Dengue blowout dreaded owing to fund scarcity

NOWSHERA – The health department is struggling to stem the spread of dengue fever in Khyber Pakhtunkhwa after the outbreak of the mosquito-borne disease in Khyber and Nowshera districts due to the unavailability of funds, say, officials.

They insist that the government is focusing on polio and coronavirus control, so dengue is a highly neglected disease with the number of its cases jumping from 213 to 415 within a month.

Health officials told Dawn on condition of anonymity that the dengue incidence had been steadily rising in the province for three months.

They said the department had recorded 38 cases of the vector-borne disease in June, 103 in July and 177 in August with most of them being reported in Khyber, Peshawar, Haripur and Nowshera districts and Frontier Region Dera Ismail Khan.

Outbreak of mosquito-borne disease reported in Khyber, Nowshera districts

National Media Reports

The officials warned that the situation could worsen after the recent heavy rains, which had left behind pools of stagnant water, a major breeding spot for mosquitoes.

They said the province had recorded dengue outbreaks in 2017, 2019 and 2021 and any laxity on part of the government could repeat that crisis to the misery of the residents.

The officials said the health department required funds to carry out fumigation and spread community-based awareness of ways to prevent dengue as health workers didn’t have vehicles to take preventive measures against the disease in its hotspots.

They said in Feb, provincial chief secretary Dr Shahzad Khan Bangash had sanctioned Rs170 million in emergency funds to check the spread of dengue fever after attending a briefing by the relevant health officials.

The officials said the money was to be used to procure dengue testing kits, medicines, larvicide and bed nets and to purchase fuel for the movement of health workers in all 36 districts of the province.

They said the health department later formally requested the finance department for the funds but there came no response.

The officials said a long delay in the release of funding had heightened fears of the outbreak of dengue fever from Nowshera and Khyber to other districts.

They feared that if the growing incidence of the disease wasn’t checked in Khyber and Nowshera without delay, hospitalisations and deaths in both districts would increase significantly.

The officials said the authorities were ‘extremely busy’ with fighting Covid-19 and polio by providing most health workers and resources for vaccination campaigns, so the dengue issue had been ignored ‘altogether’.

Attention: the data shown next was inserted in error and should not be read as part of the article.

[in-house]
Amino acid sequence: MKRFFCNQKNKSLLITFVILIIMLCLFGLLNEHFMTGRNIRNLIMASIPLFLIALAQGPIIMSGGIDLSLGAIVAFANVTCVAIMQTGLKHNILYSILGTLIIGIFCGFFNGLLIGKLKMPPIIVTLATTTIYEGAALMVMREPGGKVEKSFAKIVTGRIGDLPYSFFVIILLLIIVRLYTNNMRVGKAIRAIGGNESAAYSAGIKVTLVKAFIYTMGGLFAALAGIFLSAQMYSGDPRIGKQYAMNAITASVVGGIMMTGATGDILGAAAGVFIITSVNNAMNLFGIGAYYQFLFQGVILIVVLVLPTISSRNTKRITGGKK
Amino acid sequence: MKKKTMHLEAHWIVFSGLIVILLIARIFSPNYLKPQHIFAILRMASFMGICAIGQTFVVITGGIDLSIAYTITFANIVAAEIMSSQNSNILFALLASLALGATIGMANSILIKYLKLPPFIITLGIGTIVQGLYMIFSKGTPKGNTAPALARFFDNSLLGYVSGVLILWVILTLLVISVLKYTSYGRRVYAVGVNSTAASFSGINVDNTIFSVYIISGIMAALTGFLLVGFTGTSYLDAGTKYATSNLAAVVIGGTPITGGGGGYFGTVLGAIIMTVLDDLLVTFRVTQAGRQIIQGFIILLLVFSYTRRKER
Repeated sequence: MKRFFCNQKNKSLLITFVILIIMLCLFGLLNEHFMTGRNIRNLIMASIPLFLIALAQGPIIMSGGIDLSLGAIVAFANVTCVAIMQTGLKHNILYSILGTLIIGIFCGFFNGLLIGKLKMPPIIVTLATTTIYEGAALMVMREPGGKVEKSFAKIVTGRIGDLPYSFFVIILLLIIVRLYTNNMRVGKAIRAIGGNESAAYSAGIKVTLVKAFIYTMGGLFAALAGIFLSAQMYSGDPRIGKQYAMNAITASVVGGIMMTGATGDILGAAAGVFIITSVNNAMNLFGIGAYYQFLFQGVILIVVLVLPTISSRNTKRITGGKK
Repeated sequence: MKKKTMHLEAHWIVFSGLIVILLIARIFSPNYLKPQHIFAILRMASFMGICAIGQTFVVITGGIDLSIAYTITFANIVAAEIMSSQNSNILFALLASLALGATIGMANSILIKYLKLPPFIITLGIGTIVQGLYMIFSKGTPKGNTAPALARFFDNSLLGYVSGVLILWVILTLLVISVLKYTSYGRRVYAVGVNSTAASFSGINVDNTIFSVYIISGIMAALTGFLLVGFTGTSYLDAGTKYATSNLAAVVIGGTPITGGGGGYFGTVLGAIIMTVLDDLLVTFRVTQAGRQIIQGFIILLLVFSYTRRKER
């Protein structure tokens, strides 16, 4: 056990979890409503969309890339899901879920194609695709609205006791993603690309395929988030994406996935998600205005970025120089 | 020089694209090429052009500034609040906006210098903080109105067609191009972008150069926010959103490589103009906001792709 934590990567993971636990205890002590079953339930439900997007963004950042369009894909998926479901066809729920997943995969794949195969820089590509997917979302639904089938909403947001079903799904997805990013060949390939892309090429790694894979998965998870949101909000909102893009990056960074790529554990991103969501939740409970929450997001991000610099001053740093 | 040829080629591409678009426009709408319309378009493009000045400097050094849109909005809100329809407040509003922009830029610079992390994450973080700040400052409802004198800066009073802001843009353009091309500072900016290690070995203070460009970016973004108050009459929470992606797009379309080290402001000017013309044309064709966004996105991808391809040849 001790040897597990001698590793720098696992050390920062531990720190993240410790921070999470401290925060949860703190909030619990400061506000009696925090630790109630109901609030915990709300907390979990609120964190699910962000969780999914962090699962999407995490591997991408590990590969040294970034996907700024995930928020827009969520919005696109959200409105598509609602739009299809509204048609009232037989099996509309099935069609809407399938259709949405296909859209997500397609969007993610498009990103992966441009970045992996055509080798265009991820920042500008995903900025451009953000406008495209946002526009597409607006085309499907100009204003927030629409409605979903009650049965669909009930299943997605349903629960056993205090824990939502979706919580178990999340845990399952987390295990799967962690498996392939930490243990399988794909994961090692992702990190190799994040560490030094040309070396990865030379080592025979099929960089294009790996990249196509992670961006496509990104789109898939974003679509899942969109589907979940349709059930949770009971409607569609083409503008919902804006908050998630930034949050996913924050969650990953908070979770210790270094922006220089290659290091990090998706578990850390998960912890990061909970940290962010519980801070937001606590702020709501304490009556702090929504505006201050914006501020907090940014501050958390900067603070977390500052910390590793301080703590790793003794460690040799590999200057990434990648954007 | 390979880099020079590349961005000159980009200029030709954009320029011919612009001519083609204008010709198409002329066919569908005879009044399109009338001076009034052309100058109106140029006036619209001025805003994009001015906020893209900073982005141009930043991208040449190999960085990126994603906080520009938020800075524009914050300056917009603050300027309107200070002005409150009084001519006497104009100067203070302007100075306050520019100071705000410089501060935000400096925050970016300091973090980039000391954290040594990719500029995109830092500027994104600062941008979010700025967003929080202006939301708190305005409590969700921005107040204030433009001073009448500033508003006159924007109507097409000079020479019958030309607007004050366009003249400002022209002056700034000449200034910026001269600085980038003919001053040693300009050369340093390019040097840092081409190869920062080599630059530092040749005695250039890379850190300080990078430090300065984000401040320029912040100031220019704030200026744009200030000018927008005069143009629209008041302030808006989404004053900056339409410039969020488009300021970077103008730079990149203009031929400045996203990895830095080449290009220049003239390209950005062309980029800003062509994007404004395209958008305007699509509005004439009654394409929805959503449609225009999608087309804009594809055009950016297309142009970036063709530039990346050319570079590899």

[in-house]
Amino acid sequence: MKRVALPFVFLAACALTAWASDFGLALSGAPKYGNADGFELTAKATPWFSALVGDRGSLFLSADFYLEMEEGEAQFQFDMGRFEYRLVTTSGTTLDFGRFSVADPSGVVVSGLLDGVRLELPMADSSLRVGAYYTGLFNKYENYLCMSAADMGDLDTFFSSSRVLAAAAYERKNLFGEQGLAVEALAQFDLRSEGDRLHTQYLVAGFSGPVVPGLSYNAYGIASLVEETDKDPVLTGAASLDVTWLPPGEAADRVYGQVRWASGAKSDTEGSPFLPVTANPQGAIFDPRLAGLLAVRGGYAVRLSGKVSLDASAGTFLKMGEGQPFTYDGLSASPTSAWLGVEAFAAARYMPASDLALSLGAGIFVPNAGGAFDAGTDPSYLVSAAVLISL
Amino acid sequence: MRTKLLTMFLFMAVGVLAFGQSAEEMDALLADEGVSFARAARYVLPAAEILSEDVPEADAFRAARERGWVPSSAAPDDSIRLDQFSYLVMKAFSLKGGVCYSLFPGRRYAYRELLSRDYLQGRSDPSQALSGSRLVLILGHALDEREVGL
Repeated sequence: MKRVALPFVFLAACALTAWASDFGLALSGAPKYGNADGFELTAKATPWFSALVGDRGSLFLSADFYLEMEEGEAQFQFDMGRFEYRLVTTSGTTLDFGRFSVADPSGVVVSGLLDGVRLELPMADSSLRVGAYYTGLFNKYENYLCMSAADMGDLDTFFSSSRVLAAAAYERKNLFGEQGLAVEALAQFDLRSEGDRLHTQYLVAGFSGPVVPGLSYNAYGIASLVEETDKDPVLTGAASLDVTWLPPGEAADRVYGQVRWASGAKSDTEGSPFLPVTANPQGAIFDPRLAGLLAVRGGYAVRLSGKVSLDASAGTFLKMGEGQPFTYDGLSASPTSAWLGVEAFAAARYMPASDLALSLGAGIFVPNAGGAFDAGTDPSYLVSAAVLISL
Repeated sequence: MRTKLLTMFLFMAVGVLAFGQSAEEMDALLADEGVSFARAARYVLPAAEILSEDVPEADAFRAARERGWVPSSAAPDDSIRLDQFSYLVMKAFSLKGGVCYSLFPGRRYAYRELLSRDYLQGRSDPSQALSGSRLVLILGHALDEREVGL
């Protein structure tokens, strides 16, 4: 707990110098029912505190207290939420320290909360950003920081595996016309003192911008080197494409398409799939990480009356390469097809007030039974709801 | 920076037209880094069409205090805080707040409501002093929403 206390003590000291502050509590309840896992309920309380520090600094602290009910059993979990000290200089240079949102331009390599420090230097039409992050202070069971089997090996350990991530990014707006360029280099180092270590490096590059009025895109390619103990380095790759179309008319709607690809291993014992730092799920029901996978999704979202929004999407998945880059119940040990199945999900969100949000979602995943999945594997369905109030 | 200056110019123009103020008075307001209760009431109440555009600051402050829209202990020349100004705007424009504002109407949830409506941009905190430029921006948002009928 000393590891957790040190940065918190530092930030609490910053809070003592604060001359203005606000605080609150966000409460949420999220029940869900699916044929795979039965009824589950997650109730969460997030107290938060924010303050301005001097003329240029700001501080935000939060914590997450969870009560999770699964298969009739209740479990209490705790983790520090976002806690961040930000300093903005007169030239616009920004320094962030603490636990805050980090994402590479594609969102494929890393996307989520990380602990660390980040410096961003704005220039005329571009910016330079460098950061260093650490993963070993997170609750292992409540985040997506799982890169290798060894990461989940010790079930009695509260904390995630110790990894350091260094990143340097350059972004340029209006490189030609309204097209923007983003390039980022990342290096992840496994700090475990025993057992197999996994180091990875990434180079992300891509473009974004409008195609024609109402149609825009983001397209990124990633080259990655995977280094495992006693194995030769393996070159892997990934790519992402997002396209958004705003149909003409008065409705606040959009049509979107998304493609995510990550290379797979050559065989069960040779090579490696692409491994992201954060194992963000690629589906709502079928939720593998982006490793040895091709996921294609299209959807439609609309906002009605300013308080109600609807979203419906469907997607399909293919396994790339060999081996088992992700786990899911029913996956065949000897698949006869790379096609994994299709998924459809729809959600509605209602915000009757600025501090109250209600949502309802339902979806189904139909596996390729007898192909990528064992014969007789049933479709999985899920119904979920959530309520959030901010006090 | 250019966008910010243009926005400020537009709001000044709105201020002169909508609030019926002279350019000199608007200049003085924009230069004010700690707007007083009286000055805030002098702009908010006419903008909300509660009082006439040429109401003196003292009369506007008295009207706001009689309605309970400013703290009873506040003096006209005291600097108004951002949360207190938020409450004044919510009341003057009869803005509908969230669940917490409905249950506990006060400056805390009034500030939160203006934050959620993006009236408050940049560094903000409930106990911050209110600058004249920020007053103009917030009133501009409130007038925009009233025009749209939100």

They said the deputy commissioners, as directed by the chief secretary, had enlisted the support of the respective TMAs and WSSP for anti-dengue campaigns but the shortage of funds was hampering a full-scale crackdown on the mosquito-borne disease.

The officials said the highest dengue incidence in the province was reported in Khyber tribal district (88 cases) followed by Peshawar (80 cases) and Haripur (50 cases).

They said there was no let-up in rising dengue cases causing fears of its further spread due to warm and humid weather, which was favourable for mosquito breeding.

The officials said the chief secretary had directed the district response teams and all relevant departments to make efforts for dengue control and prevention through multi-sectoral approach as outlined by the government’s Dengue Action Plan.

They said the situation was being monitored at the directorate-general (health services) and health secretariat levels, which regularly received progress reports on the issue from districts.

The officials said the chief secretary held dengue review meetings every fortnight.

Meanwhile, officials at the health secretariat told Dawn that though dengue incidence was on the rise, the situation was ‘under control’ unlike last year.

They claimed that the issue was limited to hotspots and was not widespread and that the districts were acting with the available resources to stem the spread of the virus.

The officials, however, warned that a lack of funds could aggravate the situation as there was no money to carry out fumigation to do away with mosquito larva in stagnant water and inside houses.

They said once the required funds were released, the dengue response would be more intensified to check the spread of the disease and reduce hospitalisations and deaths caused by it.

(Source: National print & online media with input from social media & local sources).

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